Neil deGrasse Tyson talks about tasty soundbites

The best presenters strike a balance between being thorough and being memorable. Unfortunately as people become experts in a topic, they often throw the memorable part out the window. Or worse, they think being more thorough will automatically make their presentations memorable.

Experts don't understand that being memorable plays a major role in the effectiveness of a presentation. Your presentation is never about you — it's about your audience, always. So if aren't thinking about how to make your talk more memorable, you might as well ignore your audience altogether.

Neil deGrasse Tyson gets it. He's an expert astrophysicist who is also one of the most well known scientists in the world (especially among non-scientists) because he is extremely memorable. At a recent event at the American Museum of Natural History, he ruminated on the art of speaking in memorable soundbites.

"And I thought to myself… even though they are interviewing me in my place, it's actually for them in their place, and in their place soundbites rule. … So I said, rather than have them soundbite me, why don't I hand them soundbites? They can't edit that."

This is similar to a presentation tip put forward by Carmine Gallo in his book The Presentation Secrets of Steve Jobs. He suggests creating Twitter-friendly headlines throughout your presentation — repeatable one-sentence summaries that capture your message. In other words, soundbites. So what does a great soundbite look like?

"[A few] words that are informative, make you smile, and are so tasty you might want to tell someone else — there is the anatomy of a soundbite. And don’t think that soundbites aren’t useful if they don’t contain a curriculum. A soundbite is useful because it triggers interest in someone, who then goes and puts in the effort to learn more. … Take the moment to stimulate interest, and upon doing that you have set a learning path into motion that becomes self-driven because that soundbite was so tasty — why do you think we call them bites?"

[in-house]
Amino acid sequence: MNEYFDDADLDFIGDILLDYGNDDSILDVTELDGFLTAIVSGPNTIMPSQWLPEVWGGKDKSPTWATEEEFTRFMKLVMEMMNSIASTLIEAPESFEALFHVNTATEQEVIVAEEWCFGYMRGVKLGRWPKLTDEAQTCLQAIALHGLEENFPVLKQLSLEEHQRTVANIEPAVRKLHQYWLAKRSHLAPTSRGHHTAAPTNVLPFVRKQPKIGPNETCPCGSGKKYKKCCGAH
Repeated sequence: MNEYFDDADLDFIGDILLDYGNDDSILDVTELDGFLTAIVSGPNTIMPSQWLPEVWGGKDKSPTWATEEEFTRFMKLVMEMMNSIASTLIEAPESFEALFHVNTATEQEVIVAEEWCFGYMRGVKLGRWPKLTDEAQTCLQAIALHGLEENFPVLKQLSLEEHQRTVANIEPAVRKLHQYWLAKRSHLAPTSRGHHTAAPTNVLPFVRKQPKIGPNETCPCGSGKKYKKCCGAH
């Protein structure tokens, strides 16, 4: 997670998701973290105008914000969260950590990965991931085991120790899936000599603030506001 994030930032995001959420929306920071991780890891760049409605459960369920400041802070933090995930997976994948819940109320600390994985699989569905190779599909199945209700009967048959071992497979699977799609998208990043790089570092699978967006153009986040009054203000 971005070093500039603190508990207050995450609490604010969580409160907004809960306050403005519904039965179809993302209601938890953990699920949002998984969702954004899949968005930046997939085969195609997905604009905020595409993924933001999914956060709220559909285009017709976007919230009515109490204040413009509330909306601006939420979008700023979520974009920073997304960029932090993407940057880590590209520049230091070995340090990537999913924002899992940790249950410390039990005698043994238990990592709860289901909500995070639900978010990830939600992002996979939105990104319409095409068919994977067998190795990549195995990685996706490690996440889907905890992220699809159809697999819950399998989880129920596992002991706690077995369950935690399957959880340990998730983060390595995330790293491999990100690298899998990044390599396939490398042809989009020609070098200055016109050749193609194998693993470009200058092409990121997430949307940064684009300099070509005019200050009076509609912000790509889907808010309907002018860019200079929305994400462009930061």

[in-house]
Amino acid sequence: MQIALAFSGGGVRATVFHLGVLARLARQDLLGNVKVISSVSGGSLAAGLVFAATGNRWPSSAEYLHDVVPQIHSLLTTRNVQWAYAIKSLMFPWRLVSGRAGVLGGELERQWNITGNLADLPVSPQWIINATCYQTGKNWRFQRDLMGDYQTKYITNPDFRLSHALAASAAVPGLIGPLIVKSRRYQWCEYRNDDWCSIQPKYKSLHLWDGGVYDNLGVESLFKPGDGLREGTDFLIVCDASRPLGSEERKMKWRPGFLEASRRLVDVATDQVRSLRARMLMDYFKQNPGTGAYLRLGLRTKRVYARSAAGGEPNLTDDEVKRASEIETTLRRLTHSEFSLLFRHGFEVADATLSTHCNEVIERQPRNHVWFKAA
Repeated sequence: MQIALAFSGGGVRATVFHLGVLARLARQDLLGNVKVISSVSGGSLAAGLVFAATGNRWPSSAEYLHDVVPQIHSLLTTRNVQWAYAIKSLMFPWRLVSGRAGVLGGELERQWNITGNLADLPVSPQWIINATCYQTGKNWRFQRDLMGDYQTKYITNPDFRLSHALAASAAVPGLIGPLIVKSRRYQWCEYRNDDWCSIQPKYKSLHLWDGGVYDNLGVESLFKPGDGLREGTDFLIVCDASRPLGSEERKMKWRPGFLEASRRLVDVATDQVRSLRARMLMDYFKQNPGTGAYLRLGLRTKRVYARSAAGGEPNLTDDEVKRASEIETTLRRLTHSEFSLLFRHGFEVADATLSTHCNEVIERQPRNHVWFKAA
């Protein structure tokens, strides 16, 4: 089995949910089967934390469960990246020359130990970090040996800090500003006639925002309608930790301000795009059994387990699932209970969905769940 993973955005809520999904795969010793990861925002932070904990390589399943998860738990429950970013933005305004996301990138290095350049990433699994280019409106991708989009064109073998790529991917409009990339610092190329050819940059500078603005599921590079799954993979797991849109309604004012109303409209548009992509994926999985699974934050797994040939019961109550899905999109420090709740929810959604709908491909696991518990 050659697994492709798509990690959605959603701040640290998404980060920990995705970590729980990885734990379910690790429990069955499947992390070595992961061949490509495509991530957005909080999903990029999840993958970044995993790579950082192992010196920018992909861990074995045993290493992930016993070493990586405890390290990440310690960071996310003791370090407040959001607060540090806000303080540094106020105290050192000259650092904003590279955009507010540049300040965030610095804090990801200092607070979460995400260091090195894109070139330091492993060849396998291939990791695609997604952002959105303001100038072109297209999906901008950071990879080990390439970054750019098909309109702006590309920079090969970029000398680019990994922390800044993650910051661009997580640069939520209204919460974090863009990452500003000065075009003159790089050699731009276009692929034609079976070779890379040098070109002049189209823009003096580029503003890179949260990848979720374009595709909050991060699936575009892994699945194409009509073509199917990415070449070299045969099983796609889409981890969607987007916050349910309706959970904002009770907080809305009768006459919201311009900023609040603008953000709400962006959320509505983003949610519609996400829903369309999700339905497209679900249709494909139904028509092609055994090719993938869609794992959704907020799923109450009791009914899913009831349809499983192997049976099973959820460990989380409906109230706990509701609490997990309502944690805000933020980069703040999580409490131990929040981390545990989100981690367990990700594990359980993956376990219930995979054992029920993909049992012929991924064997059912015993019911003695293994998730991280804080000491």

If you are not already a fan of Neil deGrasse Tyson, you should be.

Source: Maria Popova on her excellent site Brain Pickings.

Music like you've never seen it.

When visualizations do their job, they enable you to see patterns that are otherwise invisible. These videos by Andy Fillebrown are fantastic visualizations because they bring the symmetry, complexity, and patterns of music to life in an elegant way.

In this form, music is not just beautiful to hear but is also beautiful to see. To me, it is even more beautiful that the human brain is capable of remembering and reciting such a complex set of data — and we simply call it "playing".

What are better than slides? JellyBeans

The backbone of your presentation is always your story. Your visuals exist to make your story more powerful, so it's important to choose them carefully.

Presentation visuals do not have to be limited to slides. In fact, it's often much more powerful to use props when they make sense.

This video from Ze Frank is a perfect example of the power of props as visuals. It is a moving and inspirational visualization of a human lifespan, told with 28,835 JellyBeans.

I guarantee you will remember this better than if he had used slides to tell the same story.

The next version of Apollo Ideas

Welcome to the new Apollo Ideas. We have been working hard over the past several weeks to overhaul and modernize our digital home. As we began the process, we identified a set of questions to guide us:

  • How could we make the navigation simpler, so visitors could get to the information they want more easily?
  • How could we improve our portfolio to more comprehensively represent our approach to slide design? (This was a big one.)
  • How could we unify the overall aesthetic to be more clear, simple, and expressive, while also being more flexible so we could add new functionality?

We are proud of our new design and we think it captures our personality better than ever. Here are a few of the new areas we've added:

  • A dynamic new portfolio. We've always received a lot of positive feedback on the Before & After examples in our portfolio, so we made it front-and-center in the new version. And in the new Sample Slides section all of the thumbnails are finally clickable. Just click or tap to expand each slide to its full resolution and see every detail.
  • An improved and integrated blog. The new Apollo Ideas Blog is simpler and integrated better with the rest of our site. Expect more long-form articles about presentation design and communication strategy coming soon. We are also going to start using the Apollo Ideas Twitter account to share interesting things we find about presentations, communication, and design.